Molecular Genetics and Genomics

, Volume 290, Issue 1, pp 225–237 | Cite as

Prediction of retrotransposons and assessment of genetic variability based on developed retrotransposon-based insertion polymorphism (RBIP) markers in Pyrus L

  • Shuang Jiang
  • Yu Zong
  • Xiaoyan Yue
  • Joseph Postman
  • Yuanwen Teng
  • Danying Cai
Original Paper


Interspecific hybridization has been considered the major mode of evolution in Pyrus (pear), and thus, the genetic relationships within this genus have not been well documented. Retrotransposons are ubiquitous components of plant genomes and 42.4 % of the pear genome was reported to be long terminal repeat (LTR) retrotransposons, implying that retrotransposons might be significant in the evolution of Pyrus. In this study, 1,836 putative full-length LTR retrotransposons were isolated and 196 retrotransposon-based insertion polymorphism (RBIP) primers were developed, of which 24 pairs to the Ppcr1 subfamily of copia retrotransposons were used to analyze genetic diversity among 110 Pyrus accessions from Eurasia. Our results showed that Ppcr1 replicated many times in the development of cultivated Asian pears. The genetic structure analysis and the unweighted pair group method with arithmetic mean (UPGMA) dendrogram indicated that all accessions could be divided into Oriental and Occidental groups. In Oriental pears, wild pea pears clustered separately into independent groups in accordance with their morphological classifications. Cultivars of P. ussuriensis Maxim, P. pyrifolia Nakai, and P. pyrifolia Chinese white pear were mingled together, which inferred that hybridization events occurred during the development of the cultivated Asian pears. In Occidental pears, two clades were obtained in the UPGMA dendrogram in accordance with their geographical distribution; one contained the European species and the other included species from North Africa and West Asia. New findings in this study will be important to further understand the phylogeny of Pyrus and origins of cultivated pears.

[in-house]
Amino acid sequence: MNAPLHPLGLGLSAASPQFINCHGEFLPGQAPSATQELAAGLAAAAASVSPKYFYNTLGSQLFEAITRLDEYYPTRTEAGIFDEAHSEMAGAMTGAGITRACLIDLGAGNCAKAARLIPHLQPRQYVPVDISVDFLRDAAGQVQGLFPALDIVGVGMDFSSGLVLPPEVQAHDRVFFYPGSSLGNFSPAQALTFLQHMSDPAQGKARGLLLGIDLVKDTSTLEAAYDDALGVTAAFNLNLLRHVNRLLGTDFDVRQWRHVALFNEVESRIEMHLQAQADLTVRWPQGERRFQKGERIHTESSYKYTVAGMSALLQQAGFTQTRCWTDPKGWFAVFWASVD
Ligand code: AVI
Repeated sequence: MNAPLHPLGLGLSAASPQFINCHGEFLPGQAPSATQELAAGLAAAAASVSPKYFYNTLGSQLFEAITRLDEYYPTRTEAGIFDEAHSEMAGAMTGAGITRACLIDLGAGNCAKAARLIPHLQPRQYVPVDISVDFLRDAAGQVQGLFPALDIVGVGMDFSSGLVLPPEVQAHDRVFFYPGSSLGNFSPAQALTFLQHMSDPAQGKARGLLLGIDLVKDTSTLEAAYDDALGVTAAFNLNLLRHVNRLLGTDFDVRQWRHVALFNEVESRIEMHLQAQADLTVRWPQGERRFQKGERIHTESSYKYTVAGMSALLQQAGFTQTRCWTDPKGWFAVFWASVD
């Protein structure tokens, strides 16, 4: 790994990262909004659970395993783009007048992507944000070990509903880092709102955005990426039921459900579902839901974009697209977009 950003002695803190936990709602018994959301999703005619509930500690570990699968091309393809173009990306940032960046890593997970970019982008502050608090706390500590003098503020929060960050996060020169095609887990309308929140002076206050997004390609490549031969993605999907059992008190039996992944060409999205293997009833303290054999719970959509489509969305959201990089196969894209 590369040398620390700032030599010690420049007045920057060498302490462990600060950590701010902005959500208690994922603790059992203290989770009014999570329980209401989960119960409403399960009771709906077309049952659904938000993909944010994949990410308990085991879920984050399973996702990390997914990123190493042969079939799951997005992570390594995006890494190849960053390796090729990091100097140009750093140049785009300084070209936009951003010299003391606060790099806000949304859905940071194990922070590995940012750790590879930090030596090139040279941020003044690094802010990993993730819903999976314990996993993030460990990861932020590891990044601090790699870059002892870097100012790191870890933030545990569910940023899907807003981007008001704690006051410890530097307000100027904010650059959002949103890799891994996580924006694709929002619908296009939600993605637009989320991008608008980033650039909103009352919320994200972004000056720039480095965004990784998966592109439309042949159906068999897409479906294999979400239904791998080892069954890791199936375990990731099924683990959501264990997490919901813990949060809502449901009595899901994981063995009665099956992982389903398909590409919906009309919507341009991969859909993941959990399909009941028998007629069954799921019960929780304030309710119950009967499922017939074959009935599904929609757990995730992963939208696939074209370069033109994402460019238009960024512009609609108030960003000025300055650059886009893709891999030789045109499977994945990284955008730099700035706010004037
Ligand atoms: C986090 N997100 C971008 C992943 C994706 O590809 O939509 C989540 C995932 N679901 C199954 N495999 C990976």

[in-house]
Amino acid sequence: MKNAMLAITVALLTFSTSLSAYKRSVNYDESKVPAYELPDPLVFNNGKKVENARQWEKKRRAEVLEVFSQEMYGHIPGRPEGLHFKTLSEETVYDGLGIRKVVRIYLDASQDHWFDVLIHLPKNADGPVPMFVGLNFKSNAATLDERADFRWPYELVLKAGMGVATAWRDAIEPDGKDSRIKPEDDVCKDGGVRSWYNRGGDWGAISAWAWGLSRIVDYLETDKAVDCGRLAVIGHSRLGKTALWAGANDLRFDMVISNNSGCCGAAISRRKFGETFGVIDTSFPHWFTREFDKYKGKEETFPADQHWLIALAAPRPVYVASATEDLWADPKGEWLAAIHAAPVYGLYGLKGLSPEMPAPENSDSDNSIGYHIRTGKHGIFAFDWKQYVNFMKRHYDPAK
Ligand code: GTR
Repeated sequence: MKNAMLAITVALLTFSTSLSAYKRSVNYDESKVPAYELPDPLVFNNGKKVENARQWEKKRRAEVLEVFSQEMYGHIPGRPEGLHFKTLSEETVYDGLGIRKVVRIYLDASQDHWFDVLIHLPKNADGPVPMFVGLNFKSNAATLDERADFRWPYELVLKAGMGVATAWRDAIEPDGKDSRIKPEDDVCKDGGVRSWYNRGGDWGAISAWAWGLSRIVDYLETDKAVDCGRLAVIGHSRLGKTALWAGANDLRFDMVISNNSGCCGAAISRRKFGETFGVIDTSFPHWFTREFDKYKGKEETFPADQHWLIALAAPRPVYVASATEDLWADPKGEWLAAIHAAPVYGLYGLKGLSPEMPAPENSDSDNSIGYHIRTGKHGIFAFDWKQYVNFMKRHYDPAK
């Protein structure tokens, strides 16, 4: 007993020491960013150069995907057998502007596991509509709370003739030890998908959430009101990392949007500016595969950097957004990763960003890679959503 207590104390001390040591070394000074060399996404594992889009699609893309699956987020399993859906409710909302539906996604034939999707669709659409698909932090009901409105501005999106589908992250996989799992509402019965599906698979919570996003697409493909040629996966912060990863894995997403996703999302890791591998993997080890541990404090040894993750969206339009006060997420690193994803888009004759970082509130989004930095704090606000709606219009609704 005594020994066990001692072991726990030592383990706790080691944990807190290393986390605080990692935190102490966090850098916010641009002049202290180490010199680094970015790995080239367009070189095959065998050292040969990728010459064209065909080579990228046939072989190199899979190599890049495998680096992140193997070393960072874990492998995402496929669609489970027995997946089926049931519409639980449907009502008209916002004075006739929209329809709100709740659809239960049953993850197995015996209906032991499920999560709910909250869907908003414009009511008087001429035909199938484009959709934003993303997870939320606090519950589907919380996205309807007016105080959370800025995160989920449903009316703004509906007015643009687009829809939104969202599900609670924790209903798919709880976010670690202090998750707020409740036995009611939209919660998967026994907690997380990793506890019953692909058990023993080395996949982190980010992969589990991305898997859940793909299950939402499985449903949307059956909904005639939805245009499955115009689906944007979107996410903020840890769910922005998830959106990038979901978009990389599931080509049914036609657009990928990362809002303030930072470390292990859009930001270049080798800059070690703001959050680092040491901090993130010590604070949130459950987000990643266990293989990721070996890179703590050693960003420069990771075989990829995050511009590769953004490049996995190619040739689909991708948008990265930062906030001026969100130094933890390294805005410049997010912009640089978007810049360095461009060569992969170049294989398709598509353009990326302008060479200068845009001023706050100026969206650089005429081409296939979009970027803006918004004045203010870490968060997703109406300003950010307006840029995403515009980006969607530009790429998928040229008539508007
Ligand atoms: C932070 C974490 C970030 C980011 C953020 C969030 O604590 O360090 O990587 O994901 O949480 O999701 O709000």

Retrotransposon Pyrus RBIP marker Insertion polymorphism Genetic relationship 



This work was financed by a Grant from the National Natural Science Foundation of China (No. 31201592), a Specialized Research Fund for the Doctoral Program of Higher Education (20110101110091), and a Grant for Innovative Research Team of Zhejiang Province of China (2013TD05).

Supplementary material

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Supplementary material 1 (XLSX 20 kb)
438_2014_914_MOESM2_ESM.xlsx (23 kb)
Supplementary material 2 (XLSX 23 kb)


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Copyright information

© Springer-Verlag Berlin Heidelberg 2014

Authors and Affiliations

  • Shuang Jiang
    • 1
  • Yu Zong
    • 1
  • Xiaoyan Yue
    • 1
  • Joseph Postman
    • 2
  • Yuanwen Teng
    • 1
  • Danying Cai
    • 1
  1. 1.Department of Horticulture, The State Agricultural Ministry Key Laboratory of Horticultural Plant Growth, Development of Quality ImprovementZhejiang UniversityHangzhouChina
  2. 2.National Clonal Germplasm Repository, USDA-ARSCorvallisUSA

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